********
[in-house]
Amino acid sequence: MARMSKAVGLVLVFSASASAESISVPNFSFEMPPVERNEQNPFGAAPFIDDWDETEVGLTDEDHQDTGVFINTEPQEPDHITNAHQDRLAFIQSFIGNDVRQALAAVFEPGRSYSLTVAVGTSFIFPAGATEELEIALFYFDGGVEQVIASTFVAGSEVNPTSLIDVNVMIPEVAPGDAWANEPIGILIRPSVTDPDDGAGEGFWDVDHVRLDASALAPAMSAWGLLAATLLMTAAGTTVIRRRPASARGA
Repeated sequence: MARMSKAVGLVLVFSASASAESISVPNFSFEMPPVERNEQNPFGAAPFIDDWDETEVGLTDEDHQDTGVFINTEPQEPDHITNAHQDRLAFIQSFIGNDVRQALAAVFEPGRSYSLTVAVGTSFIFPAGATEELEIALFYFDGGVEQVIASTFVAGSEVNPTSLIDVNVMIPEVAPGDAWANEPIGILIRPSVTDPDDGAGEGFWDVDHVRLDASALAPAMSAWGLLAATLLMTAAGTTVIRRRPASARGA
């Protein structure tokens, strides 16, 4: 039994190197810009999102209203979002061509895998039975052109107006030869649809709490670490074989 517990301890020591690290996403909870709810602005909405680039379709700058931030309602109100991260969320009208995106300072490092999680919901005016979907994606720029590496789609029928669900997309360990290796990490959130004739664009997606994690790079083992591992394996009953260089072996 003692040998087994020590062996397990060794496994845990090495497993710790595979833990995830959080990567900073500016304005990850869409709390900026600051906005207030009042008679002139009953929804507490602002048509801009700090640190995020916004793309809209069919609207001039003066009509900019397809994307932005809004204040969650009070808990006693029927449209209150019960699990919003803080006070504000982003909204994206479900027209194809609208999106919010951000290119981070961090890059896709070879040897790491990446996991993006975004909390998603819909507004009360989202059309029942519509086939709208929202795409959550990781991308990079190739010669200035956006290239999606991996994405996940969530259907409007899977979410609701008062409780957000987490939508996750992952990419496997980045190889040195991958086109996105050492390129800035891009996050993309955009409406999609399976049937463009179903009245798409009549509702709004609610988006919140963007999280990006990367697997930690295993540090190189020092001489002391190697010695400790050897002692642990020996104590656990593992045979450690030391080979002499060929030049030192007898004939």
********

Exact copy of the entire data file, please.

[in-house]
Amino acid sequence: MARMSKAVGLVLVFSASASAESISVPNFSFEMPPVERNEQNPFGAAPFIDDWDETEVGLTDEDHQDTGVFINTEPQEPDHITNAHQDRLAFIQSFIGNDVRQALAAVFEPGRSYSLTVAVGTSFIFPAGATEELEIALFYFDGGVEQVIASTFVAGSEVNPTSLIDVNVMIPEVAPGDAWANEPIGILIRPSVTDPDDGAGEGFWDVDHVRLDASALAPAMSAWGLLAATLLMTAAGTTVIRRRPASARGA
Repeated sequence: MARMSKAVGLVLVFSASASAESISVPNFSFEMPPVERNEQNPFGAAPFIDDWDETEVGLTDEDHQDTGVFINTEPQEPDHITNAHQDRLAFIQSFIGNDVRQALAAVFEPGRSYSLTVAVGTSFIFPAGATEELEIALFYFDGGVEQVIASTFVAGSEVNPTSLIDVNVMIPEVAPGDAWANEPIGILIRPSVTDPDDGAGEGFWDVDHVRLDASALAPAMSAWGLLAATLLMTAAGTTVIRRRPASARGA
């Protein structure tokens, strides 16, 4: 039994190197810009999102209203979002061509895998039975052109107006030869649809709490670490074989 517990301890020591690290996403909870709810602005909405680039379709700058931030309602109100991260969320009208995106300072490092999680919901005016979907994606720029590496789609029928669900997309360990290796990490959130004739664009997606994690790079083992591992394996009953260089072996 003692040998087994020590062996397990060794496994845990090495497993710790595979833990995830959080990567900073500016304005990850869409709390900026600051906005207030009042008679002139009953929804507490602002048509801009700090640190995020916004793309809209069919609207001039003066009509900019397809994307932005809004204040969650009070808990006693029927449209209150019960699990919003803080006070504000982003909204994206479900027209194809609208999106919010951000290119981070961090890059896709070879040897790491990446996991993006975004909390998603819909507004009360989202059309029942519509086939709208929202795409959550990781991308990079190739010669200035956006290239999606991996994405996940969530259907409007899977979410609701008062409780957000987490939508996750992952990419496997980045190889040195991958086109996105050492390129800035891009996050993309955009409406999609399976049937463009179903009245798409009549509702709004609610988006919140963007999280990006990367697997930690295993540090190189020092001489002391190697010695400790050897002692642990020996104590656990593992045979450690030391080979002499060929030049030192007898004939």